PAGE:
(from Trivial Pursuits, Albuquerque Gem and Mineral Club)
One of the more striking types of color mechanisms is the one causing a play-of-colors. This is what gives those beautiful iridescent colors to gem minerals like labradorite, peristerite, moonstone, opal and fire agate. It is sometimes seen on tarnished sulfides like chalcopyrite or pyrite and occasionally on an oxide or a silicate mineral.
Is this mechanism caused by electrons like most color mechanisms? No, it is caused by an optical effect called interference. When light strikes a shiny, transparent layer at an oblique angle the light rays are split - part of the light is reflected off the upper surface and part goes into the layer. Some of the light that enters the layer is reflected off the bottom surface and exists parallel to the other reflection. However, white light is composed of a numbers of colors - each of which travels at a different speed in the layer. So when the split light rays emerge from the layer they have been retarded and their wave patterns are out of synchronization with the part of the light reflected off the top of the layer. Or rather, MOST of the rays are out of synch. One or two colors will be in phase and the rest out of phase. The in phase color will be very bright and the out of phase colors will be very pale or absent. Thus, we may see a rich, glowing color coming from a colorless, transparent stone, but only in one special direction.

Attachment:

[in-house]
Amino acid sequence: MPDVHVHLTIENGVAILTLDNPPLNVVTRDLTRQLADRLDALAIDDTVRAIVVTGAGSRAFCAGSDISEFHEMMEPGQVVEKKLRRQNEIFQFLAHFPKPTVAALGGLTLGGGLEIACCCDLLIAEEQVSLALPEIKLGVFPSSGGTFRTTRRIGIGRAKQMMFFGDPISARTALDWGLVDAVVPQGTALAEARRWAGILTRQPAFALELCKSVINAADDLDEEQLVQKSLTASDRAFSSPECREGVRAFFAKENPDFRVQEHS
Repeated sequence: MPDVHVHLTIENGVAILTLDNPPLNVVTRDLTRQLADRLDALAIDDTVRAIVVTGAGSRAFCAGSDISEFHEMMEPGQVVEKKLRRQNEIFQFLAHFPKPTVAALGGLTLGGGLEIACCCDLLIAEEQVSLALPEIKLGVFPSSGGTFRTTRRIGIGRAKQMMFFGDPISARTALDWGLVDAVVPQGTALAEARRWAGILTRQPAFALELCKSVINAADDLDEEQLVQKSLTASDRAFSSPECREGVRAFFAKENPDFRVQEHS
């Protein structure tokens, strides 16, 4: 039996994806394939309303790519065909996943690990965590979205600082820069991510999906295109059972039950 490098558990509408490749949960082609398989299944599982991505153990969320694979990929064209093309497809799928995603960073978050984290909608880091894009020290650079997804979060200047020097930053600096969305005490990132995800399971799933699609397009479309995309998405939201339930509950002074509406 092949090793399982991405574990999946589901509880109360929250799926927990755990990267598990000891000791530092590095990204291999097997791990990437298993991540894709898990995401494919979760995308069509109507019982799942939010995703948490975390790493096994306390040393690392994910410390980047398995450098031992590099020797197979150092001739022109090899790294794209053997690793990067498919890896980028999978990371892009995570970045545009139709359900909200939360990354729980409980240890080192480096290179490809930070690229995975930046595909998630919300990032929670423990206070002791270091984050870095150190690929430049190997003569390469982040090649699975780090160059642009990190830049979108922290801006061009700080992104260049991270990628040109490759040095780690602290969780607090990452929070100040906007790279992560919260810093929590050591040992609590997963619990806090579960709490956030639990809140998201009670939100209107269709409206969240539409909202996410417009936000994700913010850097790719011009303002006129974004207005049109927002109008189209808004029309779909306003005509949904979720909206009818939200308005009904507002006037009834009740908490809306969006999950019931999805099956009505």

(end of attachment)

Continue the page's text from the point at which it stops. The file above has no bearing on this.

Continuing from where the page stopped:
The intensity of the color and the hue are both affected by the thickness of the layer. If the layer is very thin, about the thickness of one wavelength of blue light, only blue will come out. If it is just a tad larger, the color will be green. As the thickness increases, the colors change from intense blue to green to yellow to red to medium blue-green-yellow-red to pale blue-green-yellow-red and so on. (yep-only four colors) You can see this to advantage on any oil slick. If you put a drop of oil on water, it will form sets of iridescent rings on the water with the brightest on the outside edge and a sort of milky haze in the center.
What can cause these kinds of layers? Several things like thin cracks (calcite, opal), thin layers of a different mineral inside a host mineral (peristerite, moonstone), thin layers of two polymorphs of the same mineral (labradorite), and thin surface coating (tarnish on sulfides, etc.). Labradorites have sharp crisp colors because their layers are usually thin while moonstones have pale blues or even gray because their layers are very thick (comparatively).
The best precious opal has another facet to this story but I’d better catch that some other time.
Republished by permission of Albuquerque Gem and Mineral Club
Paul Hlava, author